Tuesday, October 11, 2016
5 packer concerns about show steers & how 4-H families can help Jun 15, 2016 by Amanda Radke in BEEF Daily
Summer is here, kids are out of school, and if they participate in 4-H, FFA or junior breed association activities, chances are they’ve been busy this month washing, leading and working on their show calves in preparation for upcoming shows. I love the life lessons that kids learn from showing cattle; however, with the intense competition also comes those parents and kids who might be willing to step over the line of integrity in order to win. This is not only wrong, but it’s unacceptable when it comes time to slaughter these market beef animals. At the end of the day, we are teaching kids to raise a safe, nutritious beef product, and that should always be at the forefront of parents’ mind and be kept at a higher priority than winning and losing.Of course, sometimes mistakes can be made, too, so it’s not always an ulterior motive that creates problems with show animals. It’s important for everyone — from the novice beginner showman to the experienced, highly-motivated veteran — to be aware of packer issues and work to negate them. Heidi Carroll, South Dakota State University Extension livestock stewardship associate, recently shared information presented in a webinar by Paula Alexander, Tyson project manager for sustainable food production and food safety quality assurance, about the specific challenges packers face when handling show animals at the plant. Alexander said show animals pose five general packer challenges including: 1. Residue sampling increases “Product may be held if positive for further testing and additional tracking in plant, which could result in the loss of product if it tests positive,” says Carroll. 2. Scheduling of employees Carroll writes, “USDA/FSIS requests that all show animals are harvested first in the day or ‘A Shift’ because of increased sampling needs.” 3. Carcass data collection Alexander explained in her webinar that show animals require more people to do tag transfer and carcass data collection, which may slow down the line. 4. Mobility of the animals I doubt this refers to show steers that just complete a state fair and headed to the packing plant, but perhaps Alexander is referring to the club calves that are born crippled or the ones that didn’t make the cut because of their structure and mobility. Like all beef animals, not just show animals, “They must be able to walk to the restrainer/knock box on their own or they will be condemned,” says Carroll. 5. Bruises or injection site lesions Any time an animal requires a shot, it can leave an injection site if Beef Quality Assurance (BQA) protocols aren’t followed. These injection site lesions require, “trimming off the damaged muscle, which means the plant loses money and increases employee’s trimming time on carcasses,” says Carroll. Carroll explains, “Alexander outlined the United States National Residue Program of the chemicals that are tested and the process each plant is required to go through to ensure all meat is safe. Packing plants have plans to minimize the risk of presence in the meat of chemical hazards, such as drug and medication residues. “As part of this plan, packers typically require affidavits and/or treatment records for cattle and hogs they buy from state youth projects or market animal shows. Packers typically require these documents be provided prior to arrival or with the incoming truck of animals. Several examples of these documents and the required phrases were provided in her presentation slides for viewers to see.” So what can the parents and 4-H members do to responsibly show cattle and ensure a high-quality beef product? The answer is pretty much common sense, but it’s worth reiterating. Carroll writes that 4-H families should, “Guarantee industry best practices through BQA programs where both parents and youth complete the training. Adhere to drug label withdrawal times carefully. Communicate with the buyer or plant if withdrawal time on any animals is missed. Understand we are all responsible for producing safe food. Be proactive and assist youth to implement best management practices that result in safe food products.” Alexander also said in the webinar, “When Tyson receives animals from a fair and there is an issue with an animal from that group, it taints the view for that fair, not just that one individual. So everybody needs to work together and understand what’s happening in that organization and not just their animals.” Read more of Carroll’s summation of the webinar here. Also, check out the University of Nebraska-Lincoln’s Animal Care Resources for additional information on how 4-H youth can learn to responsibly manage their beef animals. The opinions of Amanda Radke are not necessarily those of beefmagazine.com or Penton Agriculture.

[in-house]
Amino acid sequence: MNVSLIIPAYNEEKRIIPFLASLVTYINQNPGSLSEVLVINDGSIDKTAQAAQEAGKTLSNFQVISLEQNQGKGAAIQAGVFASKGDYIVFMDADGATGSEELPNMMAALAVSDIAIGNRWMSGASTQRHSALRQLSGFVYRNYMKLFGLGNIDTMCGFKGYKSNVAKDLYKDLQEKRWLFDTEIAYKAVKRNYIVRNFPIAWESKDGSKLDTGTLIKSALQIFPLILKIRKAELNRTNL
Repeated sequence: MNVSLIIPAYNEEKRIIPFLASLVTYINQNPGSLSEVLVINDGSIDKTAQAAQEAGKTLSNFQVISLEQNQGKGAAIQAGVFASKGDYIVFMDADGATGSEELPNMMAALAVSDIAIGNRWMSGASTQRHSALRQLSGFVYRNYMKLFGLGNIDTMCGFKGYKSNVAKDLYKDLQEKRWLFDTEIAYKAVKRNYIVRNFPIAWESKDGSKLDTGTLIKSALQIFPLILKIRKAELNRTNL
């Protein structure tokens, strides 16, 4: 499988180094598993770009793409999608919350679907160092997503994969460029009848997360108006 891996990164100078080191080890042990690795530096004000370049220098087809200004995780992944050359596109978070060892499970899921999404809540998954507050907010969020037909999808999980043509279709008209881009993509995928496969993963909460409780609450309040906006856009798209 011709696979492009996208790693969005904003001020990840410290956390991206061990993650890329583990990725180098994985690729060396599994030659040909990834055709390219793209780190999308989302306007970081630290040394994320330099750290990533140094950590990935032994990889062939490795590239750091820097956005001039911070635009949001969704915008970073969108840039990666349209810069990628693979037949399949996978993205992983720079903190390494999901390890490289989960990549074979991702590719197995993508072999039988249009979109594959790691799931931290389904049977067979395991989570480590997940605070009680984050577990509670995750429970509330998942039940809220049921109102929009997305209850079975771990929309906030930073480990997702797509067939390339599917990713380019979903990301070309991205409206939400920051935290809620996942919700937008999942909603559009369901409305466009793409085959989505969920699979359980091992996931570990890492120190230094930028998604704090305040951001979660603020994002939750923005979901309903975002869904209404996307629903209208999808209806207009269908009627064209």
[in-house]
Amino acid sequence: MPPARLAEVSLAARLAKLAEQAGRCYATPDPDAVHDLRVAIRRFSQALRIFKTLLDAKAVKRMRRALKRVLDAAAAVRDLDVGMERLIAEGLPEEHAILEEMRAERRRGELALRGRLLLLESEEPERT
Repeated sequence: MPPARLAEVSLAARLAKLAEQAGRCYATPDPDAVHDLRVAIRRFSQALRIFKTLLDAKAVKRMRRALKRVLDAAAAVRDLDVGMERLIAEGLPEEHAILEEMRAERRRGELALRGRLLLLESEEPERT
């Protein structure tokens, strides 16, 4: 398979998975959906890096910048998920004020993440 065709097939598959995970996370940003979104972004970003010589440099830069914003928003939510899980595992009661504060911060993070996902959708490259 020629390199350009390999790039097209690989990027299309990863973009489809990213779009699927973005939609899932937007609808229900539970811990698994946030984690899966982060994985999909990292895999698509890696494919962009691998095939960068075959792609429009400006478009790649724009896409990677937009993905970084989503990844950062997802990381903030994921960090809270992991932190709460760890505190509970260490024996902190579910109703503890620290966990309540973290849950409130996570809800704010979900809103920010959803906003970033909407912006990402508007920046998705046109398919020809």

WHAT IS THE "VETERINARY FEED DIRECTIVE"? 10/11/2016 ...and what does this have to do with my ranch, dairy, farm, or show animals? Why are we now discussing VFD's and VFD drugs? Beginning January 1, 2017 a certain class of livestock drugs will find their way onto the Veterinary Feed Directive (VFD) drug list. In 1996 Congress enacted the Animal Drug Availability Act (ADAA, Public Law 104-250) to regulate new animal drugs used in or on animal feed. These uses were limited to those allowed under the supervision of a licensed veterinarian. These drugs were termed Veterinary Feed Directive drugs or VFD drugs. Continue reading... For additional information, click on the following links: Read full story on the VFD here List of distributors by state registered to sell the VFD drugs (to date) The FDA site for the Veterinary Feed Directive List of the drugs transitioning